From Jim Zachary’s weekly DomeLight Column published in the Valdosta Daily Times:
Everyone running for office tells voters they will be open and transparent.
Why then do state lawmakers assault the public’s right to know year after year?
The 2019 Georgia legislative session is in the books.
Largely, the state’s open government laws came out unscathed.
That is not from a lack of trying, however.
Each year, it seems, legislators push various measures during the session that pose a threat to transparency.
Not the least among those this year was a bill that would have allowed state lawmakers to conceal certain contributions from influencers at the beginning of the legislative session.
The public has every right and every need to know where, how and when the people they elect to office get contributions.
It is good for the people of Georgia that the proposal stalled and will not become law, at least not this year.
Still, it begs the question: why would such a measure even be considered?
Another bill that got a serious look this year was an attempt to require mutual consent for tape recording conversations, which could have compromised the ability of a person to be a whistleblower against corruption and hamper investigative reporting.
The only lawmakers who should be concerned about being recorded are those who are up to no good.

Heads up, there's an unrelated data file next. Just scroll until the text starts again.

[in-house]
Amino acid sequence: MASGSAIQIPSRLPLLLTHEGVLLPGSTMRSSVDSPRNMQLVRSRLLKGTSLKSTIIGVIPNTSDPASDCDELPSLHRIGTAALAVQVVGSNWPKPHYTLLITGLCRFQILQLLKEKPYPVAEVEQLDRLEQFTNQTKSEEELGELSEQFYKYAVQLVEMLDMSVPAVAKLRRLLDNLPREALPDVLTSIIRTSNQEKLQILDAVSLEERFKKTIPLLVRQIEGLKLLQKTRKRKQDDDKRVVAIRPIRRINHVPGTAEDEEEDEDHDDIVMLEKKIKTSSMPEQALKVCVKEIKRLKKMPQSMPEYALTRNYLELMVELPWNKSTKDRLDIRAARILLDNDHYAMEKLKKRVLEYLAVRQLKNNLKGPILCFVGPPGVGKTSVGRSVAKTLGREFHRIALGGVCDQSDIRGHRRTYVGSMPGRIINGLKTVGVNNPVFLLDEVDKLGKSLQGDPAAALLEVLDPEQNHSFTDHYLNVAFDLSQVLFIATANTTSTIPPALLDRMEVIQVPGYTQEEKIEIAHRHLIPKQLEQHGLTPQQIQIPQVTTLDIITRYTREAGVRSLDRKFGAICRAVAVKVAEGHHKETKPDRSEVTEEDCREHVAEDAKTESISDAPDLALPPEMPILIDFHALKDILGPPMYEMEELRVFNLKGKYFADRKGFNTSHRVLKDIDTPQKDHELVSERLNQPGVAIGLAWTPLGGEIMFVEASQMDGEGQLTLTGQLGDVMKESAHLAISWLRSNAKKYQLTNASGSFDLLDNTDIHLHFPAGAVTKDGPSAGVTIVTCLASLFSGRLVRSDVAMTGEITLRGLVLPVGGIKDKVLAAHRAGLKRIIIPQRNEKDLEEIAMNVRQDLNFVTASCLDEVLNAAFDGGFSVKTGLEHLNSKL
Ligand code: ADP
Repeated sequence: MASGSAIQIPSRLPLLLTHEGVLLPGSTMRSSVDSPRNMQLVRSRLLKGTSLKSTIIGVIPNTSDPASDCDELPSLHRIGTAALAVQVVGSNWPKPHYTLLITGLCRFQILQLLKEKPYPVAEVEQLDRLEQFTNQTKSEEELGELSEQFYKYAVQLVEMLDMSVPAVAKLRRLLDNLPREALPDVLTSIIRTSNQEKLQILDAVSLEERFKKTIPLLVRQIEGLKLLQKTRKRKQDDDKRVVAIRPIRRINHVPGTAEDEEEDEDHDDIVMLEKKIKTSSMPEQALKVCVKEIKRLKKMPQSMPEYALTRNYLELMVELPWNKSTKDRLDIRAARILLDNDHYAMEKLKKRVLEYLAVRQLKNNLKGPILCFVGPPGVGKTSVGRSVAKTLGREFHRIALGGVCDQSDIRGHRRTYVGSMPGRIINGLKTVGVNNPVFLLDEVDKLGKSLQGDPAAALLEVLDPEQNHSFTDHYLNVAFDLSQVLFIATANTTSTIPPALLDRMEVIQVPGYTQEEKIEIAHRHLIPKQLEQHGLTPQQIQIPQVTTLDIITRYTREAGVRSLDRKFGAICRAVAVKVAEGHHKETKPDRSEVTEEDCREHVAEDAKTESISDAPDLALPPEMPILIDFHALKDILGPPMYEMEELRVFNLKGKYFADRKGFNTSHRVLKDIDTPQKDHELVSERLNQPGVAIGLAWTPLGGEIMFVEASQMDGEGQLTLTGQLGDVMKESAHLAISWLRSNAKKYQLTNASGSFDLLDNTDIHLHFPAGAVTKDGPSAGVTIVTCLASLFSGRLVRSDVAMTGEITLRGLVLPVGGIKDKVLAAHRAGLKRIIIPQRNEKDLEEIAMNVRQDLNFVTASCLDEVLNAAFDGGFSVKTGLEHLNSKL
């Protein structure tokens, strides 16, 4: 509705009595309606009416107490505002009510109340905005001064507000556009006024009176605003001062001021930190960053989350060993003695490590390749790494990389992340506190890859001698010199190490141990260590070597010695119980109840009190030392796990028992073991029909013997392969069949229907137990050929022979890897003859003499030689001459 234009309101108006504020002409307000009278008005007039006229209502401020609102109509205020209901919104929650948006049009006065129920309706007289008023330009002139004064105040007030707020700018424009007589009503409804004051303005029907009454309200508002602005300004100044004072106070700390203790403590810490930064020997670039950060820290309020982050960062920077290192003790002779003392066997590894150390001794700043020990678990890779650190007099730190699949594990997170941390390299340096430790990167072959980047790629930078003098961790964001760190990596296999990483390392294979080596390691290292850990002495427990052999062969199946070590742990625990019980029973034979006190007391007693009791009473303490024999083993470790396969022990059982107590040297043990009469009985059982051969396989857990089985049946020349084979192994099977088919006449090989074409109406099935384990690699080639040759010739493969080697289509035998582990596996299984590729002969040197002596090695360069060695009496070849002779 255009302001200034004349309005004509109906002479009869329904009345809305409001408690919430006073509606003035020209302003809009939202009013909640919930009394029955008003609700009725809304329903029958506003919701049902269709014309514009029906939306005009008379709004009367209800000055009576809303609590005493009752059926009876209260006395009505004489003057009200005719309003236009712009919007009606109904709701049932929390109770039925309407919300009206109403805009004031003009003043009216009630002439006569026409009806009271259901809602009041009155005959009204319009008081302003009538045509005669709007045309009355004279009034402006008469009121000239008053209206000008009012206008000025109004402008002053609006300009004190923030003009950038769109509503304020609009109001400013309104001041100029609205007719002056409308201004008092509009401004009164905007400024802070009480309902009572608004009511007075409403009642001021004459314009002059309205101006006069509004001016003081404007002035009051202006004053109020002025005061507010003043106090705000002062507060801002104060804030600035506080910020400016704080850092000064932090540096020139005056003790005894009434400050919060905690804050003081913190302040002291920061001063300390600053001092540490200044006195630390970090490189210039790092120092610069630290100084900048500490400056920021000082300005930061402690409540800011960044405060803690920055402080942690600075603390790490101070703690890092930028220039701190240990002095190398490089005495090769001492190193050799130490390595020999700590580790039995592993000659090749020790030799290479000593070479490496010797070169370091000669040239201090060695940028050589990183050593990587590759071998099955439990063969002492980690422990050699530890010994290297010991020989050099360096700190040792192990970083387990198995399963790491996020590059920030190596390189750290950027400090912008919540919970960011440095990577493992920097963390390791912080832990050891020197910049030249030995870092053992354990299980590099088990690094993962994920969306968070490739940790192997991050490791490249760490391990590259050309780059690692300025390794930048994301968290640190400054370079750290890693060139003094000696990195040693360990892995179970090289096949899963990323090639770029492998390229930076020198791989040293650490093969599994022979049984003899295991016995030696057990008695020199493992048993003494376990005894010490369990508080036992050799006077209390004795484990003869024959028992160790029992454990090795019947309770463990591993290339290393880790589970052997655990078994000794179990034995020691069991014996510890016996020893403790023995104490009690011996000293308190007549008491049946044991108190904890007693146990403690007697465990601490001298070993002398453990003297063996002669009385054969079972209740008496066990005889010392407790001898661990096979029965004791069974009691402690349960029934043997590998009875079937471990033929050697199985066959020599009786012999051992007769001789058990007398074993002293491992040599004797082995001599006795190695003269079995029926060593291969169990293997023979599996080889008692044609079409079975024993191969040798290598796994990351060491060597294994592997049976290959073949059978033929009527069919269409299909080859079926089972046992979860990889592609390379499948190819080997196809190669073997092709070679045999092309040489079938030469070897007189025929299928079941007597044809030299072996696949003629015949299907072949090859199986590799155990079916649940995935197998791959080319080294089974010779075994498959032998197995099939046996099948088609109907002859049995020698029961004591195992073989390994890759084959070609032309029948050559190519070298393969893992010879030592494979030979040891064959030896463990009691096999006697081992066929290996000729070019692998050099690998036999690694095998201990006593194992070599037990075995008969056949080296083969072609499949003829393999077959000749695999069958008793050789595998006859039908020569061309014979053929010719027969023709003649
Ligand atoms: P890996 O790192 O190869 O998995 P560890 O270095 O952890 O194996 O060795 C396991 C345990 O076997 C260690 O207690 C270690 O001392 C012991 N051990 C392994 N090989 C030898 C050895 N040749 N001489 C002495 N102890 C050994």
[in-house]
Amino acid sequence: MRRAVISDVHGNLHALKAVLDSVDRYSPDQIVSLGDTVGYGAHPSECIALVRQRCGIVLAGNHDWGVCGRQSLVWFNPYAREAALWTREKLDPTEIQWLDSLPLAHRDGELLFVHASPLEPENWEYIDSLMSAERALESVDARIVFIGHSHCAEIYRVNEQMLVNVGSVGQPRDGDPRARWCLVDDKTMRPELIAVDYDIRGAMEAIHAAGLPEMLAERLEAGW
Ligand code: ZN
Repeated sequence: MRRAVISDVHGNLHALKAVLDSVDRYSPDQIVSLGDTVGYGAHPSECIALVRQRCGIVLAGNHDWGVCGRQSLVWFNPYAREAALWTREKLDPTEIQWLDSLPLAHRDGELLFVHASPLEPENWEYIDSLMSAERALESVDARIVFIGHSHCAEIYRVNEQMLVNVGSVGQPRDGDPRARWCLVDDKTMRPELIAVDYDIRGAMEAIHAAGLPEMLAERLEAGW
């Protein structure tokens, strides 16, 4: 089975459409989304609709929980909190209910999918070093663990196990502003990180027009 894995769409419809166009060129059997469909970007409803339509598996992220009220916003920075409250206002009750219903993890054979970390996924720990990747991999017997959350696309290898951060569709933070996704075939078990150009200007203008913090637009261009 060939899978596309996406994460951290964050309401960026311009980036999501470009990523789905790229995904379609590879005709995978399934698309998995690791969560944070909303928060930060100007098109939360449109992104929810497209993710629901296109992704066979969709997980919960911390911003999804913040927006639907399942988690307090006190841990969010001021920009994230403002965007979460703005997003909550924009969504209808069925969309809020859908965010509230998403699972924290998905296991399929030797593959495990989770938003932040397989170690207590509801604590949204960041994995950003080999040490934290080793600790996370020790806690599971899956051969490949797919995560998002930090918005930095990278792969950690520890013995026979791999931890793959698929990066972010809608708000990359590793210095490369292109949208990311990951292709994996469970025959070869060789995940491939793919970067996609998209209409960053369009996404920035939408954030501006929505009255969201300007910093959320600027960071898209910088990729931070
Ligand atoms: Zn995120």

How can a climate exist in the Georgia General Assembly where any lawmaker thinks that less openness is a good idea?
There is nothing partisan about government transparency.
An open government benefits everyone.
Clandestine government benefits no one, except those with something to hide.
Ironically, it always seems to be the case that the party in the minority complains about the need for more transparency, while those in control of one or both chambers more readily conceal the people’s business.
The men and women we elect to serve us in the state legislature should take their campaign promises more seriously.
Don’t go out on the stump and tell voters how open and transparent you intend to be and then vote in favor of a more opaque state and local government once you get under the Gold Dome.
All the business that government does — whether at the federal, state or local level — is the people’s business.
The people of Georgia have every right to mind their own business.
CNHI Deputy National Editor Jim Zachary is CNHI’s regional editor for its Georgia, Florida, Mississippi, Alabama and Texas newspapers, editor of the Valdosta Daily Times and vice-president of the Georgia First Amendment Foundation.